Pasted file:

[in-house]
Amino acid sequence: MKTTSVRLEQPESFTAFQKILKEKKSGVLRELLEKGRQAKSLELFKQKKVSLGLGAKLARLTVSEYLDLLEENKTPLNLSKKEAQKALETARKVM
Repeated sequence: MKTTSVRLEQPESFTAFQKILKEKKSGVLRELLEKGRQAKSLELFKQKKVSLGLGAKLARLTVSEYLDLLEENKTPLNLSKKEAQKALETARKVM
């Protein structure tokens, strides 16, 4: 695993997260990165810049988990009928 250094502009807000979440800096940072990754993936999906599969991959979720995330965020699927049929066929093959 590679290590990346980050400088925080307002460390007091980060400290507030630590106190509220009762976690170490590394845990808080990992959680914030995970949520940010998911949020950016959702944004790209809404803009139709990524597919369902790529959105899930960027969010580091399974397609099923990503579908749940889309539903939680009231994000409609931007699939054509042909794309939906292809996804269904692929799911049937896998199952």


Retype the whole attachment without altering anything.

[in-house]
Amino acid sequence: MKTTSVRLEQPESFTAFQKILKEKKSGVLRELLEKGRQAKSLELFKQKKVSLGLGAKLARLTVSEYLDLLEENKTPLNLSKKEAQKALETARKVM
Repeated sequence: MKTTSVRLEQPESFTAFQKILKEKKSGVLRELLEKGRQAKSLELFKQKKVSLGLGAKLARLTVSEYLDLLEENKTPLNLSKKEAQKALETARKVM
């Protein structure tokens, strides 16, 4: 695993997260990165810049988990009928 250094502009807000979440800096940072990754993936999906599969991959979720995330965020699927049929066929093959 590679290590990346980050400088925080307002460390007091980060400290507030630590106190509220009762976690170490590394845990808080990992959680914030995970949520940010998911949020950016959702944004790209809404803009139709990524597919369902790529959105899930960027969010580091399974397609099923990503579908749940889309539903939680009231994000409609931007699939054509042909794309939906292809996804269904692929799911049937896998199952």